“We want people to come here and tell us what we can do to help them. If they need boxes or help removing debris, we have people here that are wanting to help,” said Quast.
Danyelle Widner and about 25 other volunteers were stationed between Cindy Kay Lane and Daviess Drive removing limbs and other debris. Widner and the other volunteers are a part of Helping His Hands, a mission organization based in Vincennes and founded by Scott Shipman about 20 years ago.
Shipman said that Helping His Hands has helped with relief efforts after the tornadoes ripped through Oklahoma earlier this year, in Joplin, Mo., and in other areas devastated by Hurricane Katrina. The group has also helped in the Indiana towns like Emison, Oakland City and Henryville.
“When disasters strike, we try to be there as soon as we can,” said Shipman. “We take a lot of Vincennes University students to help with relief too. We’ve taken groups as small as four to help and groups larger than 100.”
Shipman sent a group to Illinois on Sunday and relief efforts started in Daviess County on Monday and will continue the rest of the week.
Widner was one of several local individuals who traveled to Oklahoma earlier this year to help with cleanup and rebuilding. “You don’t have to be an electrician or a carpenter to come help. You can come help pick up limbs and other debris. We’ve had people of all ages here helping,” said Widner.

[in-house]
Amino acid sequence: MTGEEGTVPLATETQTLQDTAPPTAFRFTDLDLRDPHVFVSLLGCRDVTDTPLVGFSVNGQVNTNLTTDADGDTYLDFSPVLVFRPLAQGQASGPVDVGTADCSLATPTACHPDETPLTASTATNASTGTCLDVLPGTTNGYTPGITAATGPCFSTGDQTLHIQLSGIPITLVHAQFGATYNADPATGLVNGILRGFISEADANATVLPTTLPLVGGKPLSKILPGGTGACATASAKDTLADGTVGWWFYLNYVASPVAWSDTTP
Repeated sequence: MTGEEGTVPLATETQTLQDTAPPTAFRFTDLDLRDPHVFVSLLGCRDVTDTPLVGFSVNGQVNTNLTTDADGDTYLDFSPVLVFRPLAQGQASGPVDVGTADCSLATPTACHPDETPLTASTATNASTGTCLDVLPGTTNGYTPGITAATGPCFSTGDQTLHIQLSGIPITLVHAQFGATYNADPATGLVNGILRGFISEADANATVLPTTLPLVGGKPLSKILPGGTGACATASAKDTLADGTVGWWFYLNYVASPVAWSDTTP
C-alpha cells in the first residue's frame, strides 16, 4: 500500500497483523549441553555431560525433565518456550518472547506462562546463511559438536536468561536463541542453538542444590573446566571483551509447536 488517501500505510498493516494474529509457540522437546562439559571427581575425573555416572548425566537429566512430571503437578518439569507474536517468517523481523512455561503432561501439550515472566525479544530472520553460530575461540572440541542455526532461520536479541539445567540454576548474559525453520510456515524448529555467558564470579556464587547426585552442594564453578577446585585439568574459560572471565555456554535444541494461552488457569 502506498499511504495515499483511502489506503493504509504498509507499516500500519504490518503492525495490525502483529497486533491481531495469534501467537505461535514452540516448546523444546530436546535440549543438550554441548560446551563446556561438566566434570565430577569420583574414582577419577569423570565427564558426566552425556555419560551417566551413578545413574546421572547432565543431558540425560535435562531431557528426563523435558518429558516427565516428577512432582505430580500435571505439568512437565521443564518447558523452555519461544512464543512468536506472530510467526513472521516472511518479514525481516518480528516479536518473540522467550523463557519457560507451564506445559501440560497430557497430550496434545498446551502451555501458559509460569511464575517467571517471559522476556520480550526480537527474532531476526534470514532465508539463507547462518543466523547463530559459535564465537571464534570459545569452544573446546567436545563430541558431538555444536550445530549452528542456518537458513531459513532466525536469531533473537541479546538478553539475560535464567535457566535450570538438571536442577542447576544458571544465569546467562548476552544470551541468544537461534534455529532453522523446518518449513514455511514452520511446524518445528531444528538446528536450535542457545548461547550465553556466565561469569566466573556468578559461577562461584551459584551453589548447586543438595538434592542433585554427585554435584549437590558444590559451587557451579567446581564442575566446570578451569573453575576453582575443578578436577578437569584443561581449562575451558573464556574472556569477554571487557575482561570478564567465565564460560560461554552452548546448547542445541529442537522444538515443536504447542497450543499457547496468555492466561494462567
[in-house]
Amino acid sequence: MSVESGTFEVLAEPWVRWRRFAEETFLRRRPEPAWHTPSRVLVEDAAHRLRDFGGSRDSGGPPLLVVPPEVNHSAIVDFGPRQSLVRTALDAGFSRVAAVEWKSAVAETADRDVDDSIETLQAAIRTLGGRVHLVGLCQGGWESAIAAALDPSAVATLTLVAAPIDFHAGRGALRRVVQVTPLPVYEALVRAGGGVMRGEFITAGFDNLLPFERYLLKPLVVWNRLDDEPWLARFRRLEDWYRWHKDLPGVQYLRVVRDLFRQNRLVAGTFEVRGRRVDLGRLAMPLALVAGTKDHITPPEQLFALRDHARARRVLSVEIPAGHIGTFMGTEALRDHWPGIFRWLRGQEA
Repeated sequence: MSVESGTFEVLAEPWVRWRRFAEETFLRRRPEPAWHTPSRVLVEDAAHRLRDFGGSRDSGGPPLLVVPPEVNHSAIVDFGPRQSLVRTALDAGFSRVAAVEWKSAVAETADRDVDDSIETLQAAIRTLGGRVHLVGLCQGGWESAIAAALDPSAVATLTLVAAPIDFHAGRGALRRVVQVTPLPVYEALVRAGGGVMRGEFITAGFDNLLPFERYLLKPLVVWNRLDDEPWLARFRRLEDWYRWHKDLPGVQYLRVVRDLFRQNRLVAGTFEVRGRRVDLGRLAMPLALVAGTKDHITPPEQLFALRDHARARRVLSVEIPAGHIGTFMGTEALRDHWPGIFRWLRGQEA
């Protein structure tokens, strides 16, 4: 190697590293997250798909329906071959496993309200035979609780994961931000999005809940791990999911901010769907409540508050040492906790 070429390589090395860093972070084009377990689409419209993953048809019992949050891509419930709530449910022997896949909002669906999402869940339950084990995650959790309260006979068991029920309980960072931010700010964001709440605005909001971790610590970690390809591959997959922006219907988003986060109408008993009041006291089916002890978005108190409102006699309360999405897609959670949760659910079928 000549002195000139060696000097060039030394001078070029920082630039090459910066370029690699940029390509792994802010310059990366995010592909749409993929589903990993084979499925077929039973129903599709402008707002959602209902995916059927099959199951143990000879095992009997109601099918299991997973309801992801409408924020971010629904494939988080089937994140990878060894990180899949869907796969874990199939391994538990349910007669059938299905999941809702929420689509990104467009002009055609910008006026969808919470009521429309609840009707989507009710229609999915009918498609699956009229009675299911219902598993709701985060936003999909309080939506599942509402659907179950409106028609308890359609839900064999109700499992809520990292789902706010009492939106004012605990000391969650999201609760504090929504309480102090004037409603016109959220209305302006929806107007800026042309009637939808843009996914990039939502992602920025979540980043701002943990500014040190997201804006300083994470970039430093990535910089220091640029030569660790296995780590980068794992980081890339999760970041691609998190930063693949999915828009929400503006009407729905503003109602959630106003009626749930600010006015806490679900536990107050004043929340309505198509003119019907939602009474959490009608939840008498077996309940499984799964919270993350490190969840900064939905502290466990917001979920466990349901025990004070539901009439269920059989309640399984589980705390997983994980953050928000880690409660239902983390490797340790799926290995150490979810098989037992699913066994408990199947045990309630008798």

The youngest volunteer on hand was 4-year-old Shawn Carter Condra who was helping pick up sticks and limbs.
“When I went to Oklahoma earlier this year, I knew the trip would change me as a person, but I didn’t know how much. When you go there, and you see the devastation --- people sleeping in tents when its 118 degrees out, it has an impact on you. You want to help,” said Widner. “Now we are able to help at home, but we couldn’t have gotten this much accomplished without the help of the county highway garage and the city electric and street departments who brought down their equipment.”